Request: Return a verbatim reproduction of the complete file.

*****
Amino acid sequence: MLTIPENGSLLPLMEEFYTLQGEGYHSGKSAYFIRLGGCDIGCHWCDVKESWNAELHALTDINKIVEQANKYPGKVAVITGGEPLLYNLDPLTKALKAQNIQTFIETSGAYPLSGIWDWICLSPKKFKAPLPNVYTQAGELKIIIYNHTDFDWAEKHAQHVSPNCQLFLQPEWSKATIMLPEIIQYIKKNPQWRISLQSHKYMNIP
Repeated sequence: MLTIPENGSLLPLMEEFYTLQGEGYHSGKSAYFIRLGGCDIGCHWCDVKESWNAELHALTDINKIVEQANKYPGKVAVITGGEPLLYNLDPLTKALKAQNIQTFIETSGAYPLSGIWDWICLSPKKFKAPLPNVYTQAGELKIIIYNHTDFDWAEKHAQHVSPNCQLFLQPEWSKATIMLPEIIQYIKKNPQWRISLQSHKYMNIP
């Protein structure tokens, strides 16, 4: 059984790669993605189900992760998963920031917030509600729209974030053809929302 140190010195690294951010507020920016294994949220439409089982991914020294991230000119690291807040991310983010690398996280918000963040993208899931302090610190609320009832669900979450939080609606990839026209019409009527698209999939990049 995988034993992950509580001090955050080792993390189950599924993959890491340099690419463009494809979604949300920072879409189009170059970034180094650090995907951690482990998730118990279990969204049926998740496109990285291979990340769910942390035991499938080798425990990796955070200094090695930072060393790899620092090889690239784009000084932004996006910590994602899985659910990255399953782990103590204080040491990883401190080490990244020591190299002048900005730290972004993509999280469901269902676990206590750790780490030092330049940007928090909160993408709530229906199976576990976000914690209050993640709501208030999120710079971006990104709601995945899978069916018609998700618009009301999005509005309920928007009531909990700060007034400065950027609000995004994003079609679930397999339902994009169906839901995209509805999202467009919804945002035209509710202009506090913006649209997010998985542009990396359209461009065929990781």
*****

Amino acid sequence: MLTIPENGSLLPLMEEFYTLQGEGYHSGKSAYFIRLGGCDIGCHWCDVKESWNAELHALTDINKIVEQANKYPGKVAVITGGEPLLYNLDPLTKALKAQNIQTFIETSGAYPLSGIWDWICLSPKKFKAPLPNVYTQAGELKIIIYNHTDFDWAEKHAQHVSPNCQLFLQPEWSKATIMLPEIIQYIKKNPQWRISLQSHKYMNIP
Repeated sequence: MLTIPENGSLLPLMEEFYTLQGEGYHSGKSAYFIRLGGCDIGCHWCDVKESWNAELHALTDINKIVEQANKYPGKVAVITGGEPLLYNLDPLTKALKAQNIQTFIETSGAYPLSGIWDWICLSPKKFKAPLPNVYTQAGELKIIIYNHTDFDWAEKHAQHVSPNCQLFLQPEWSKATIMLPEIIQYIKKNPQWRISLQSHKYMNIP
């Protein structure tokens, strides 16, 4: 059984790669993605189900992760998963920031917030509600729209974030053809929302 140190010195690294951010507020920016294994949220439409089982991914020294991230000119690291807040991310983010690398996280918000963040993208899931302090610190609320009832669900979450939080609606990839026209019409009527698209999939990049 995988034993992950509580001090955050080792993390189950599924993959890491340099690419463009494809979604949300920072879409189009170059970034180094650090995907951690482990998730118990279990969204049926998740496109990285291979990340769910942390035991499938080798425990990796955070200094090695930072060393790899620092090889690239784009000084932004996006910590994602899985659910990255399953782990103590204080040491990883401190080490990244020591190299002048900005730290972004993509999280469901269902676990206590750790780490030092330049940007928090909160993408709530229906199976576990976000914690209050993640709501208030999120710079971006990104709601995945899978069916018609998700618009009301999005509005309920928007009531909990700060007034400065950027609000995004994003079609679930397999339902994009169906839901995209509805999202467009919804945002035209509710202009506090913006649209997010998985542009990396359209461009065929990781």